Research into the 18th century plays a prominent role in Halle, both at the university's research centres and in the Francke Foundations. This research is carried out in the awareness that we are working on the foundations of modern society and that, together with history, we are always questioning a piece of our present critically and thus 'enlightening' it. Recently, the authoritative nature of the Enlightenment has come under criticism in both academic and social debates. How much overconfidence does proponent of the Enlightenment claim to have? Isn't the Enlightenment - like the Christian-pietist mission - despite the universality it claims, a particular project that has strengthened rather than challenged the supremacy of Europe? How much are the critical procedures, the anthropological models and the political ideals of the 18th century still good in a time in which particularistic and nationalistic tendencies seem to spread rapidly? In order to investigate such questions, the Halle-based research institutions, which are centrally concerned with the 18th century, have launched a new series of events. Every year, two outstanding, internationally renowned scientists are asked to present their views on research into the 18th century and its significance in the context of the current world situation. Historical foundations and contemporary problems are to be combined, as well as local, national, European and global perspectives. The lectures are aimed at researchers and students as well as the wider public.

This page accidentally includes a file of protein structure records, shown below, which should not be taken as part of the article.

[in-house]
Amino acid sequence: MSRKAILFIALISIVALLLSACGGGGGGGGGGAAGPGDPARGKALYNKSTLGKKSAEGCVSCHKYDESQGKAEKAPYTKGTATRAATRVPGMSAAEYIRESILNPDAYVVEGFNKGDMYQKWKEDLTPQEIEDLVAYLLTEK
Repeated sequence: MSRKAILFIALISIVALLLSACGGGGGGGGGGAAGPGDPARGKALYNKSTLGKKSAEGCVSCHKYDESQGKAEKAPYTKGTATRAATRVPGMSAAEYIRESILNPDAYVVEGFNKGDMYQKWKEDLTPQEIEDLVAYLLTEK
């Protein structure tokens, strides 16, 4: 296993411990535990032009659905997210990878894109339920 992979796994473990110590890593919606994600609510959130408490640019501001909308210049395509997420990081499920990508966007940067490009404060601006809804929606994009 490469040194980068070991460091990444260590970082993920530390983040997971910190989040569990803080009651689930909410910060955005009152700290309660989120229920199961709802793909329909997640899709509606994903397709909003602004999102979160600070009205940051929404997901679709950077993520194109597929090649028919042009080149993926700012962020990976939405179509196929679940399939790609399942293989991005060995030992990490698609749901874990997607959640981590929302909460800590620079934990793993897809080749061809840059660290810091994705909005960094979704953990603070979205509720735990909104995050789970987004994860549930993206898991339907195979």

A cooperation of
- Interdisciplinary Centre for Pietism Research (IZP)
- Francke Foundations in Halle
- Interdisciplinary Centre for the Study of the European Enlightenment (IZEA)
- Alexander von Humboldt Professorship for Modern Times
- Written culture and European knowledge transfer
- National research focus »Enlightenment - Religion - Knowledge«
Things in conflict. For a Hermeneutics of improvisation
According to current theories, the intellectual situation of contemporary societies is characterized by comprehensive aestheticization, digitalization and postcolonialism. This suggests that individuals and things are permeated by comprehensive discursive contexts that determine them. Does this mean that we have lost things and their independent expression? How can we think against such an impending loss? In this sense, I plead for our practice to be understood as marked by improvisation and conflict. In a practice understood in this way, the expression of things gains a right of its own. What is called for is a Hermeneutics that understands how we develop in our practices on things.